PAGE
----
February 25th, 2017


Dear Aleks,

The day of its release, Apple Music inputs the track Starwood Choker into my “New Music” playlist, and so I listen to it on my bike ride near Payne’s Prairie, just a little past LaChua trail and just a little before the forest on the way Hawthorne. In fact, that track is so great I listen to it all over again right when it ends. And then I like that track even more so I press the shuffle button twice to just repeat the track over and over and over.

It wasn’t until after that weekend that I go out of my way to listen to the rest of the album, but there it is in all it’s operatic and droning beauties. A “modern classical” album, my friend describes it, and I agree: the repetition of Glass or Reich are strong influences, but a grand piano is boundless with the right electronic instruments. The low rumbles of horns harken to the darkest soundtrack of “A Pigeon Sat on a Branch Reflecting on Existence” when African slaves are forced into a burning music machine. The transcending nature of that scene, from its sadness to its optimism that we have gone so much further is explored for almost an hour in this album.

This is an album to augment the daily drudgery into activities worth the effort. Like last year’s discovery of Andy Stott’s Too Many Voices, Bing & Ruth have rocketed themselves into first place for such a beautiful album that will add to another beautiful year. Check it yo.


Track List: No Home of the Mind (2017, 4AD Records, Apple Music)

  • Starwood Choker ****
  • As Much As Possible ***
  • Scrapes ***
  • Chonchos **
  • The How of it Sped ****
  • Is Drop ***
  • Form Takes ****
  • To All It ***
  • Flat Line / Peak Color ***
  • What Ash it Flow Up ***

For You: Visible Cloaks – Reassemblage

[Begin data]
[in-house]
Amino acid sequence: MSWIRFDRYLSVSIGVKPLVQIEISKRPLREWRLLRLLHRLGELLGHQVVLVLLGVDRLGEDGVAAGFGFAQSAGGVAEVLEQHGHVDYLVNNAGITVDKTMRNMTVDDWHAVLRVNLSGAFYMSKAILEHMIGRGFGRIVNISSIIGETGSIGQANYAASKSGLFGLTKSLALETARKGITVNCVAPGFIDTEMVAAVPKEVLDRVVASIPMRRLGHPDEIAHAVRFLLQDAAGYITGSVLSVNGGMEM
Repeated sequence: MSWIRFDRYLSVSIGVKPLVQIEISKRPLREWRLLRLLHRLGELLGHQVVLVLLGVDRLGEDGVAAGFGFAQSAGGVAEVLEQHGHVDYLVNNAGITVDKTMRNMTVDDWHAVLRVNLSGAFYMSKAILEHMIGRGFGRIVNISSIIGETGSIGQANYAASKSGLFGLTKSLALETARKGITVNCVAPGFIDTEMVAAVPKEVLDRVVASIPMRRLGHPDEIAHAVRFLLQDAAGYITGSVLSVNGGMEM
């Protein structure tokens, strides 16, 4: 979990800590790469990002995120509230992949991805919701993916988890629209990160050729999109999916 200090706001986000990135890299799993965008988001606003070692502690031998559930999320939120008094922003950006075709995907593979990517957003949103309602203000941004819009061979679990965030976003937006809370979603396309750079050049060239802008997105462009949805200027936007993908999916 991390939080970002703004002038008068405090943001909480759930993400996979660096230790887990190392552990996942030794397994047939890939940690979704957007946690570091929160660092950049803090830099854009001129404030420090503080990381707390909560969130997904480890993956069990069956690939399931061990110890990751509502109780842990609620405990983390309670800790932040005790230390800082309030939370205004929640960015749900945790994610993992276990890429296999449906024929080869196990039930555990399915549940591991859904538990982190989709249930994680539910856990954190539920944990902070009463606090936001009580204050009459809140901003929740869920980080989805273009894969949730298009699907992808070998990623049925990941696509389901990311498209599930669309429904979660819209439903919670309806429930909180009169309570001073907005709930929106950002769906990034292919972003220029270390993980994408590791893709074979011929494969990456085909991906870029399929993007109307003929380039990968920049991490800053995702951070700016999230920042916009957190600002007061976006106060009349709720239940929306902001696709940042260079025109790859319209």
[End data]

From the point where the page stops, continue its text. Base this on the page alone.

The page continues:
Visible Cloaks - Reassemblage Album Cover via Bandcamp

Dear Anthony,

New Age tended to seek the natural within an age of urbanization and industrialization. The digital age was burgeoning, only a factor in the pressing of CDs and possibly an AOL homepage. The sounds were familiar: rain, pipes, hollow percussions. They depicted the ancient, or at least traditional, as a purveyor of simplicity against the collapse of home life in favor of work. That’s probably why it was so kitschy as it was capturing capitalism at its best: selling the snake oil of brief escapism.

Motion Graphics and Visible Cloaks may have aped some of New Age’s instruments, but it does not seek to exploit our fear of the new, but rather augment the phenomenon of digitalization into something as natural. Perhaps parallels are the key to integration, understanding the natural of the digital sound and subsequently adapting it to the larger repertoire of “accepted music”. It will only be so long when the next “progressive” pop artist will find ways to transform these sounds into more accessible beats and melodies.

I connected the middle of the album with the original Minecraft electronic music producer, C418, who had developed some of the most appropriate and awe-inspiring tracks in the last few years, simply for its achievement in capturing the aesthetic of Minecraft. Similarly, Minecraft has digitized the natural world but produced so much dynamism between its digital and natural components that it becomes natural for its digitality. For being so far removed from physical instruments, Visible Cloaks nonetheless discovers a similar organic-ness.